I do hate it when writers are sloppy. This post relates to my recent post about writing historical fiction. A Test of Wills is a crime novel set in 1919, with the detective a Scotland Yard police inspector who is also a shell-shocked veteran, desperate to keep the shell shocked bit a secret from his superiors. With a set up like this, it should be good, and it is, mostly. But Todd is an American and I can tell from the spelling and vocabulary that looks so wrong in a British context, and there are several very sloppy mistakes that really ruin it for me because they are key to the plot. To be fair, one is something that probably only a person with some knowledge of the Great War would pick up on, but the other… Oh boy. The chief suspect makes a remark that indicates he is operating under the delusion that the Scottish verdict of Not Proven (except he calls it ‘not proved’ (wince)) is available to juries in England. That just about prompted me to fling the book at the wall, but I was nearly finished so I didn’t. This is almost as bad as a book that did hit the wall just after a coroner’s court was convened on Skye.
The other issue relates to the cause of the detective’s shell shock, which apparently dates from his involvement in a shot at dawn case. What is described is so wrong it’s laughable, but I only know that because I’ve had the 1916 version of the Manual of Military Law for bedtime reading for when one of my characters is court martialed. It’s great for insomnia.
Furthermore, it annoys me intensely when a sloppy piece of research is key to the plot. Ben Elton brought out a WW1 novel last year, the title of which escapes me, but the key to the plot on the last page or thereabouts was wrong. I know because I thought it might be and checked. It took me ten seconds on Google. The historical/geographical/cultural background of a novel is part of the creation of an illusion, an illusion that I’m reading something that might have happened. Every time I pick up something I know is wrong, it chips away at that illusion, until I can no longer sustain it. But even the smallest thing can start the process, because if that one thing is wrong, what about all the other things that I don’t know enough about the period to pick up on? Might they not be wrong too?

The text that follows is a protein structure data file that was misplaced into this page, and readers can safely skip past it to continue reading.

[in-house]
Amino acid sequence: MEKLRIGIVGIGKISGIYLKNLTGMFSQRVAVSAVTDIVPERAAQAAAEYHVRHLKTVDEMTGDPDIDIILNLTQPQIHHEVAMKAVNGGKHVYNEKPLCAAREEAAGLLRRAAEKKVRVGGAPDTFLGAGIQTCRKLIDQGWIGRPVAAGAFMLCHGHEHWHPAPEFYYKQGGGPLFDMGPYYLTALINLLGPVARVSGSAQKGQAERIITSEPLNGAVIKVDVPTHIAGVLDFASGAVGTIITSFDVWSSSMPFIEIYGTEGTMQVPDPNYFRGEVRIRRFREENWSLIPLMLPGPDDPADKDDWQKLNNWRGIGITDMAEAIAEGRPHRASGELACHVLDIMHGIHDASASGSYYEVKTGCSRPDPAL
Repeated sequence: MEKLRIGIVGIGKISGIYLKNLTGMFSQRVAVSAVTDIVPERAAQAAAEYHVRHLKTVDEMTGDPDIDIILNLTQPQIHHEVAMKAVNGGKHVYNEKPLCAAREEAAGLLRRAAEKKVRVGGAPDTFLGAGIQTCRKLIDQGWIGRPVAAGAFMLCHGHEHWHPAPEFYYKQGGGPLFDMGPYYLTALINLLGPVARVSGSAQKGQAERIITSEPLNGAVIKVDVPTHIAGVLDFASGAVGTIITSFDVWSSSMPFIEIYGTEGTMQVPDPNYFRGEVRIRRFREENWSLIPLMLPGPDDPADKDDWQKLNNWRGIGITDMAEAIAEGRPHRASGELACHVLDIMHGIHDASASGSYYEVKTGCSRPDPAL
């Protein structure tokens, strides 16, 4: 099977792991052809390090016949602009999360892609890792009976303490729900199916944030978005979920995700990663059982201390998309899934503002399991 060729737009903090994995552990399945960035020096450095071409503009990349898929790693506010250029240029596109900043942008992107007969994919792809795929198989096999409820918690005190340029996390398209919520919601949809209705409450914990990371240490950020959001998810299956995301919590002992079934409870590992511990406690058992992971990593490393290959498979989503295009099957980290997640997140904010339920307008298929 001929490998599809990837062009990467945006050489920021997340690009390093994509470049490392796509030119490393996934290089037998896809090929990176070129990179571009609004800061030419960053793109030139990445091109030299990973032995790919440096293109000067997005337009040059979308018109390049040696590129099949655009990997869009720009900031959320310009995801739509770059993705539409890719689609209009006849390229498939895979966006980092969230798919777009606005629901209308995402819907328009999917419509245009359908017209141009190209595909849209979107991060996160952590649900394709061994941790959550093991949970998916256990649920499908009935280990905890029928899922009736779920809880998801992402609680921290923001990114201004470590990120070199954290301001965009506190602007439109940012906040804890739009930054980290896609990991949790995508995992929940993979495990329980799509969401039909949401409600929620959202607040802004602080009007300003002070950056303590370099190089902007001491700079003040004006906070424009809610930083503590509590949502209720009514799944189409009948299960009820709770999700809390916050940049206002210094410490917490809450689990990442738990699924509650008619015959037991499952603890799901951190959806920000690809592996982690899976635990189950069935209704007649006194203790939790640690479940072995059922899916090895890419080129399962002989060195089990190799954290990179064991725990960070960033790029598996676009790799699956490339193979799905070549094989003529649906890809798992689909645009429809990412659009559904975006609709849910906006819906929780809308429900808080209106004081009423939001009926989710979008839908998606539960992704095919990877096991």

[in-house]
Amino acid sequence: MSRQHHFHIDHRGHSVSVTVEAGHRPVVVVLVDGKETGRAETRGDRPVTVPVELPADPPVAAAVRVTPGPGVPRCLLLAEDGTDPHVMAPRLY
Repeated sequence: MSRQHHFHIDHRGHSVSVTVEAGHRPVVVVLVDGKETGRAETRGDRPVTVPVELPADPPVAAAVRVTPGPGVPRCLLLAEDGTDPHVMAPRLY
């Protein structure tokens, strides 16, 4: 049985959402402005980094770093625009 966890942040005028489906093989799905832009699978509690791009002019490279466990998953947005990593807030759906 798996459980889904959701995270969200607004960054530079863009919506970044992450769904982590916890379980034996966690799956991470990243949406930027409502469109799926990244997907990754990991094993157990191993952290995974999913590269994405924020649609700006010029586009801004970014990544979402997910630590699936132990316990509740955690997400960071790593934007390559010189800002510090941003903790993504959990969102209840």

And yet the author can completely redeem themselves in my eyes, by putting a historical note at the end, by acknowledging xyz didn’t happen quite like that, but that the reality would have caused unnecessary complications, or whatever the reason was. Nobody is perfect, of course, and there are always things that escape the eagle-eyed researcher that somebody knows, but that little historical note can really clear things up.
ETA. And yes I know I am setting myself up as a hostage to fortune.